2. #2
    To read the full story go to:

    CLICK HERE

    WASHINGTON (CNN) -- President Bush on Wednesday outlined an overhaul of immigration policy that would give illegal immigrants with U.S. jobs temporary worker status and then a chance to seek permanent residency.

    "Out of common sense and fairness, our laws should allow willing workers to enter our country and fill jobs that Americans are not filling," Bush said, unveiling the changes in a speech in the White House East Room.

    "This program will offer legal status, as temporary workers, to the millions of undocumented workers now employed in the United States and to those in foreign countries who seek to participate in the program and have been offered employment here."

    After joining the temporary worker program, these employees could apply for permanent residency in the United States, but they would get no preference over other applicants seeking green cards, administration officials said. Officials said employers would have to show they cannot find American workers to fill the jobs.

    Allowing illegal immigrants to come forward and keep their jobs is the most controversial aspect of the president's initiative. (Border residents question plan) Many conservatives oppose any amnesty for these undocumented workers.

    Bush officials reject the notion that the proposal is an amnesty program. The officials said it isn't guaranteed that those who receive temporary worker status would qualify for green cards or that such workers would have advantages if they do apply. They also would be expected to return to their countries when their temporary visas expire.

    Officials said one of the president's goals was to "promote compassion" and to get Congress and the country to "understand the broken system" with an estimated 8 million illegal immigrants.

    Bringing undocumented workers into the tax system would be one of the proposal's benefits, officials said. As one official put it, the plan would lift these workers "out of the shadows" and guarantee them wage and employment rights enjoyed by legal U.S. workers.

    Proposal's key points
    Highlights of the president's initiative include the following:

    " A temporary worker program would allow a visa for three years. Bush will call on Congress to allow one renewal so the temporary visa would last for six years. Officials said they are open to allowing additional terms, subject to congressional debate and negotiation.

    " The program would be open to illegal immigrants as long as they could prove they were working in the United States at the time the new policy becomes law. Officials said that requirement would discourage a flood of new illegal immigration.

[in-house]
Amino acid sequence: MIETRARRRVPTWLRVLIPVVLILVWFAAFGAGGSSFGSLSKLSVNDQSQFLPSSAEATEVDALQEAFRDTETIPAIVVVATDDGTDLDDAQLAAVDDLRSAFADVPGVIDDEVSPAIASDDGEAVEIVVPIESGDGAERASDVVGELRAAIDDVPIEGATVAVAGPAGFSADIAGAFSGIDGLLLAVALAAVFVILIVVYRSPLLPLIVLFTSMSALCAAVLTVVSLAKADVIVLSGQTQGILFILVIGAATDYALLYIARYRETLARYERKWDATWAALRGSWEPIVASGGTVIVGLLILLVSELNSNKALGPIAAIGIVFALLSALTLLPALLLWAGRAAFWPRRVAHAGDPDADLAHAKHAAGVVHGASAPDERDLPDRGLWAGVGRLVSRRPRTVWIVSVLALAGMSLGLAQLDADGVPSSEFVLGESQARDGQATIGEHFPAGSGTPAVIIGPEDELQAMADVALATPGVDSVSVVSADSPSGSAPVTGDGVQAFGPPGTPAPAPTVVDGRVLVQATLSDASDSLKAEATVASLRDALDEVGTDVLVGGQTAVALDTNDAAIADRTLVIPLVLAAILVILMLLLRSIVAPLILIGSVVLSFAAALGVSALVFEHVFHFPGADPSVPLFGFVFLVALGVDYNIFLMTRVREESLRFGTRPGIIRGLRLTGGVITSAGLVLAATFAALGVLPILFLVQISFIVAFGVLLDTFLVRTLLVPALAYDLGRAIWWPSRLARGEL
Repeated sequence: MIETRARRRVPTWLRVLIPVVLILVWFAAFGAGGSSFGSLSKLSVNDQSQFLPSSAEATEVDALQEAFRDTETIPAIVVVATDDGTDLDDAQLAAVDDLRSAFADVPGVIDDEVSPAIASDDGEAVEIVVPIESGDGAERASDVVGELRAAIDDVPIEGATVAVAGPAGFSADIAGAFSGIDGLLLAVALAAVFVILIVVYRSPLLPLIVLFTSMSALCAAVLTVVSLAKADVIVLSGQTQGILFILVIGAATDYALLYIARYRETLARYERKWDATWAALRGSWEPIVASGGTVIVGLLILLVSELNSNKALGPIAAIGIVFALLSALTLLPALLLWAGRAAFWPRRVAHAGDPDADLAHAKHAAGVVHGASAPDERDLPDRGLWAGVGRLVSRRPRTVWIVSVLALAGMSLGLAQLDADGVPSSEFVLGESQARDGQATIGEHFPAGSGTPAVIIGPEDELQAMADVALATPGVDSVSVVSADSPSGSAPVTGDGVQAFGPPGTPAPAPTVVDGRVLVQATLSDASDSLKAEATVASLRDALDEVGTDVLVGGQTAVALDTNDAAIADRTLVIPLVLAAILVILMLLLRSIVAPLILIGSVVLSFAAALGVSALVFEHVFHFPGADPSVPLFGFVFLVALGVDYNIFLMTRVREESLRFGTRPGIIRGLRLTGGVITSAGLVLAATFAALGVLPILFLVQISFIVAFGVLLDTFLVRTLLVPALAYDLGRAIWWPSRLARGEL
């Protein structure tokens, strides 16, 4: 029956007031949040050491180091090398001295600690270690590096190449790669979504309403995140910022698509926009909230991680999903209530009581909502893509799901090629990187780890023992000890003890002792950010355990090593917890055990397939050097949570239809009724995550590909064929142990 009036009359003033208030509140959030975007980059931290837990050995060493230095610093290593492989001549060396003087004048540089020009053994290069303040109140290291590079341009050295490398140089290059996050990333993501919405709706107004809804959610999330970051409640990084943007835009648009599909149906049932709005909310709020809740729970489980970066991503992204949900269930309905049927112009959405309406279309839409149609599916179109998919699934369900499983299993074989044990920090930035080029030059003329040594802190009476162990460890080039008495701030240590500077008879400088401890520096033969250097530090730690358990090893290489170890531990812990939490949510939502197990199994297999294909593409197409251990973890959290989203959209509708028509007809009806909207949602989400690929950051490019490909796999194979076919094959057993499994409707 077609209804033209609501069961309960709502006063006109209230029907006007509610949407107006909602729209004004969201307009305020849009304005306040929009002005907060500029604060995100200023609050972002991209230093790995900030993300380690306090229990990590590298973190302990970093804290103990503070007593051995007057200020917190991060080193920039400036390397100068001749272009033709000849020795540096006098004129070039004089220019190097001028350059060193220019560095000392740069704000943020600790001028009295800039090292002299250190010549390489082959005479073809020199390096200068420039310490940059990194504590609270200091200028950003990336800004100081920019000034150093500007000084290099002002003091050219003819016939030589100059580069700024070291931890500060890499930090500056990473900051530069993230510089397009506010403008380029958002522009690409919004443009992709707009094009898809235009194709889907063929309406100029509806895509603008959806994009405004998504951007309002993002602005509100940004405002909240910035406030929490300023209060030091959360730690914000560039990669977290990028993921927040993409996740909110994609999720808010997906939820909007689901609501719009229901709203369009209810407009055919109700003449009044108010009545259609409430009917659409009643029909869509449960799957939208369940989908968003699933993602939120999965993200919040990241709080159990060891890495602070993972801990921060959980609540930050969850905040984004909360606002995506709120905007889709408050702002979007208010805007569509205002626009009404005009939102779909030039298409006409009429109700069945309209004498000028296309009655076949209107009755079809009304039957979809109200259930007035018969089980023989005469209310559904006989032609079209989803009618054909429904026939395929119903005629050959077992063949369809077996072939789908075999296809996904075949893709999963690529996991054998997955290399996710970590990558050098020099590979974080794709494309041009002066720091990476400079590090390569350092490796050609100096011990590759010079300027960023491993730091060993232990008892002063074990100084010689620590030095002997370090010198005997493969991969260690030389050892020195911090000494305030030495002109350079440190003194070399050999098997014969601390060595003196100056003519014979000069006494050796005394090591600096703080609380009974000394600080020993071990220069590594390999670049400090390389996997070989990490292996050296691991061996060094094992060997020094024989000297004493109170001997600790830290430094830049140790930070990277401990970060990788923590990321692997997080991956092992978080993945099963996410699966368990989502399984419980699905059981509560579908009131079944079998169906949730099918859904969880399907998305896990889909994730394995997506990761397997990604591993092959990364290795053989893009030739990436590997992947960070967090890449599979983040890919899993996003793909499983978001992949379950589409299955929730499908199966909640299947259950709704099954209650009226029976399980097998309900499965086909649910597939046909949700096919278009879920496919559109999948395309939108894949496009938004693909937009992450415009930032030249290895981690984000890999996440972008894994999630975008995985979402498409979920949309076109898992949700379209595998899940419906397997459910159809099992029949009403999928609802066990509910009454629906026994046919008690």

" Those who qualify as legal temporary workers can apply for permanent residency, or green cards, under existing laws. The administration will urge Congress to increase the limit on green cards issued yearly, which is now 140,000, officials said. They added that negotiations with Congress will determine the degree of expansion.

    The U.S. Department of Homeland Security, in coordination with the Labor Department and other agencies, would administer the new program, as it does with other temporary visa programs.

    The White House initiative is modeled after several proposals pending in Congress.

    For example, U.S. Rep. Jim Kolbe, R-Arizona, has called for a temporary worker program if employers initially post jobs on the Internet for 14 days to give Americans a first crack.

    Politically motivated?
    The Bush plan also tracks many proposals advocated by Democrats, some of whom have voiced suspicion that the administration is seeking to increase the president's appeal to Latinos as the 2004 campaign gets under way.

    "I certainly hope the administration's long-awaited reinvolvement in this fundamental debate is genuine and not because of election-year conversion," said U.S. Sen. Ted Kennedy, D-Massachusetts, in a statement Tuesday. "The immigration status quo is outdated, unjust and unacceptable.

    "At any time in recent months, a nod from the administration could have brought immediate enactment of two important long-stalled immigration bills with broad bipartisan support in Congress -- the AgJobs bill, to reach a fair resolution of the controversy and work conditions over jobs in the agriculture industry, and the bill granting permanent residence to undocumented immigrant children who complete high school and go to college or join the military."

    The U.S. Chamber of Commerce is among the president's allies in the debate, agreeing with the White House position about an economic need for new workers.

    Randel Johnson, a chamber vice president who deals with immigration issues, said Tuesday that a resolution of the problem is necessary.

    "The reality of it is we are not going to deport all these people," Johnson said. "So we have to come up with something to deal with the situation. Or we can continue to put our head in the sand."

    But U.S. Rep. Thomas Tancredo, R-Colorado, is among the congressional conservatives who promise to fight provisions they view as rewarding lawbreakers.

    "People who are here illegally -- they need to be deported," Tancredo said. "People who hire them need to be fined. If they keep doing it, they need to be sent to jail. It's against the law."